Wednesday, 14 December 2011

Black Hawk Down

Black Hawk Down depicts events which shaped American foreign policy, and thus the world, for a decade. Not that you’d know it from this film.

In 1993, US soldiers attempted to capture the senior figures of a militia aimed at overthrowing the government of Somalia. But the operation went tits-up and the ensuing debacle - subsequently named The Battle of Mogadishu - left 19 American soldiers, and an unknown number of Somalis, dead.

Greater still, was the psychological damage of this disaster. Scarred by television pictures of dead soldiers being dragged through the streets, America became wary of foreign intervention. The consequences of this loss of national self-confidence were keenly felt in Rwanda and the Balkans where hundreds of thousands died before peacekeeping operations could finally be launched.

All which suggests the potential for an interesting film. Unfortunately, someone asked Jerry Bruckheimer to make the film and we got Black Hawk Down (2001) instead.

Any idea of providing a political or historical critique is swiftly abandoned, and instead we get a straight-out shoot ‘em-up. As an intellectual statement it’s just one big, “Huah!”

Still, on the level it aspires too, Black Hawk Down is a marvellously effective piece of cinema. Directed by Ridley Scott, the film portrays conflict in a gruesomely visceral way. The violence is brutal, sudden, unpredictable, and confused. And you can imagine that war may actually, in some small way, be like this, probably only worse.

The cast is also excellent featuring early roles from many actors (Eric Bana, Tom Hardy and Orlando Bloom) who would go on to be stars in their own right.

Among the established heavyweights are Tom Sizemore who plays Lieutenant McKnight. It’s a fabulous turn. He doesn’t so much act, as simply saunter through the film impersonating Robert Duvall’s napalm snorting, surf enthusiast Lieutenant Kilgore in Apocalypse Now.

Also faultless is the amount of helicopter action. Indeed helicopters are central to the film (The title itself is a reference to the mission’s turning point).

But in the first half of the film it looks as if the film isn’t going to deliver. We see two Black Hawk helicopters shot down, but neither of the damn things explode.  However, with members of the crew still alive US soldiers move towards the crash sites to try and rescue their stricken comrades.

After fighting their way to the one of the crash sites they find that the Somali’s have got their first. With no-one to rescue they plant a charge inside the wreckage of the helicopter to stop it providing anything of use to the enemy.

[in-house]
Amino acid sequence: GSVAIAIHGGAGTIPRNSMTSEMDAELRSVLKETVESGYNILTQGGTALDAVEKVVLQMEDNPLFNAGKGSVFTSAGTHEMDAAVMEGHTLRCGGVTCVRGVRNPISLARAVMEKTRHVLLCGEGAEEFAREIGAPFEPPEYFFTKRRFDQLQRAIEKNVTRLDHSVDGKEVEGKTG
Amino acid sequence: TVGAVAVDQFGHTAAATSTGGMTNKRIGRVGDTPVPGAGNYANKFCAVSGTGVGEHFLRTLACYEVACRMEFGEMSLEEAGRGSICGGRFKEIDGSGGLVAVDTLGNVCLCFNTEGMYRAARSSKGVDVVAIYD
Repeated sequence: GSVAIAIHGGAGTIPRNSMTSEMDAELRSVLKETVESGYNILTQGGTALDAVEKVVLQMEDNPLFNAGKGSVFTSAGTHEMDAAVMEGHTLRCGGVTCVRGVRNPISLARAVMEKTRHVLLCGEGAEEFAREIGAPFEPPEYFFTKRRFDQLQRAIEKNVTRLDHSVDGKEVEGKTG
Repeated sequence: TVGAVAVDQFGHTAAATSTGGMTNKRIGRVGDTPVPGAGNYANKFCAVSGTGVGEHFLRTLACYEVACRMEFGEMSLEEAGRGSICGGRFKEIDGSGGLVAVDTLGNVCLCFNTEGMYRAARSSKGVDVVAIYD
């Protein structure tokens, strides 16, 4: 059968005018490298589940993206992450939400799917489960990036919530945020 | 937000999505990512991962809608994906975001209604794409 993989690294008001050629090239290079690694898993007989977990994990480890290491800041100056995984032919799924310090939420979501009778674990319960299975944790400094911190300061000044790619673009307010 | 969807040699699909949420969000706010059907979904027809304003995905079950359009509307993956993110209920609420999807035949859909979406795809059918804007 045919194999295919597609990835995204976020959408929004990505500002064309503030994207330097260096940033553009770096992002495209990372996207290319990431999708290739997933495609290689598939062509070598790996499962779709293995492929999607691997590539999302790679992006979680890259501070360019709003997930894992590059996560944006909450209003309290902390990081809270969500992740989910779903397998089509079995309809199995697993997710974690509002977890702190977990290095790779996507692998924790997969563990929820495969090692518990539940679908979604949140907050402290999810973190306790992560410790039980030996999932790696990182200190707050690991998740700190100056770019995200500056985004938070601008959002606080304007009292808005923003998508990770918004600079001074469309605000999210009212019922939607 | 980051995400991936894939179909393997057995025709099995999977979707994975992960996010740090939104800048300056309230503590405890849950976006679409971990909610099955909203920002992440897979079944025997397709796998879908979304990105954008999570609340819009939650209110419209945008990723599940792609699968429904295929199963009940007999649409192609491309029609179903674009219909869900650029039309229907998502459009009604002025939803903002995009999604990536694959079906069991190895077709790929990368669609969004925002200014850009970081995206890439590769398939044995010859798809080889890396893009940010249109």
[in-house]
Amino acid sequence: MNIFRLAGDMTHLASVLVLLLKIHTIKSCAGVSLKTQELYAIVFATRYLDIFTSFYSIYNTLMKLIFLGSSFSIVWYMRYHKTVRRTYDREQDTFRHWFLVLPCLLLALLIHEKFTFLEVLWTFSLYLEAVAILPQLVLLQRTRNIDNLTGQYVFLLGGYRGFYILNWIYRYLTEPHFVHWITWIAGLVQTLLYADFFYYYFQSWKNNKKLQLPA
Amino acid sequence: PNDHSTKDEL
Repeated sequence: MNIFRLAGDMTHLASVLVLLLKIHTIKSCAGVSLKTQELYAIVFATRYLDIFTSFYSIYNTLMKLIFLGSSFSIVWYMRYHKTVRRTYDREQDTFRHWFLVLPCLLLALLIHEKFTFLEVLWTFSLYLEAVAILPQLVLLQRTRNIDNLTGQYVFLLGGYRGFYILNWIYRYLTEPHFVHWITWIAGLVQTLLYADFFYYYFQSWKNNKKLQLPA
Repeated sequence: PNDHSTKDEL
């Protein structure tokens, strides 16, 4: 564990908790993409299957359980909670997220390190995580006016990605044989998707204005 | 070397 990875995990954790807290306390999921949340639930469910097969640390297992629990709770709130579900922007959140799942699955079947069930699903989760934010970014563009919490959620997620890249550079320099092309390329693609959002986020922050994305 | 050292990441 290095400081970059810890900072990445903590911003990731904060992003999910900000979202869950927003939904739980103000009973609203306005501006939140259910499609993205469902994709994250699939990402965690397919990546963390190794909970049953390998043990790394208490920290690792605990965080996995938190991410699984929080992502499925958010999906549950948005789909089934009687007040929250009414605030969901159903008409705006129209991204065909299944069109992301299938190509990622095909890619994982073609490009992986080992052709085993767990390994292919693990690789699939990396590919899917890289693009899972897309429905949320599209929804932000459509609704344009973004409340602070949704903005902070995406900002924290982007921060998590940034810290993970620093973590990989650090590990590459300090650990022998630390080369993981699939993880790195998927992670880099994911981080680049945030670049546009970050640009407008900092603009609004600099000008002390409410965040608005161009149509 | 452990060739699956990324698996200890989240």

As the soldiers scuttle away a large shower of sparks fly into the air. Exploding Helicopter expected rather more. Surely there was some aviation fuel on board?

The second helicopter explosion is much more satisfying. After freeing a trapped crew member a soldier uses a grenade to blow-up the helicopter which explodes with a rich, amber-orange fireball.

Artistic merit

Given the film features innumerable explosions it’s disappointing that the destruction of the first helicopter is fluffed. It’s even harder to understand when no less a figure than Ridley Scott is in charge of the film.  However, his attention was clearly only momentarily distracted as the second chopper fireball is a fine sight for any aficionado.

Exploding helicopter innovation

It’s pretty unusual to see an already wrecked helicopter explode, however, Courage Under Fire currently lays claim to being the first film with this distinction.

Number of exploding helicopters

Two wrecked helicopters are destroyed.

Do passengers survive?

Yes, I’m pretty sure some do, however, the sprawling nature of the film made it hard for me to work out exactly who’d died and survived.


As befits a film entitled Black Hawk Down there’s a juicy helicopter crash scene to enjoy. After the whirlybird’s tail rotor is damaged, the pilot desperately tries to maintain control of the stricken aircraft. The scene is sound-tracked by ‘mayday’ calls and angry bleeping warning alarms.


Ewan McGregor plays Grimes a desk jockey who’s pressed into frontline service by the crisis. Exploding Helicopter has never been convinced that the Trainspotting star can actually act. And there’s more evidence where, where our Ewen’s extraordinary attempt at an American accent only serves to make him sound more Scottish.

Favourite quote

“We got a Black Hawk down, we got a Black Hawk down.”

Interesting fact

Eric Bana’s part was originally offered to Russell Crowe. However, he was unable to do the film and lobbied for Bana to get the part.

Review by: Jafo

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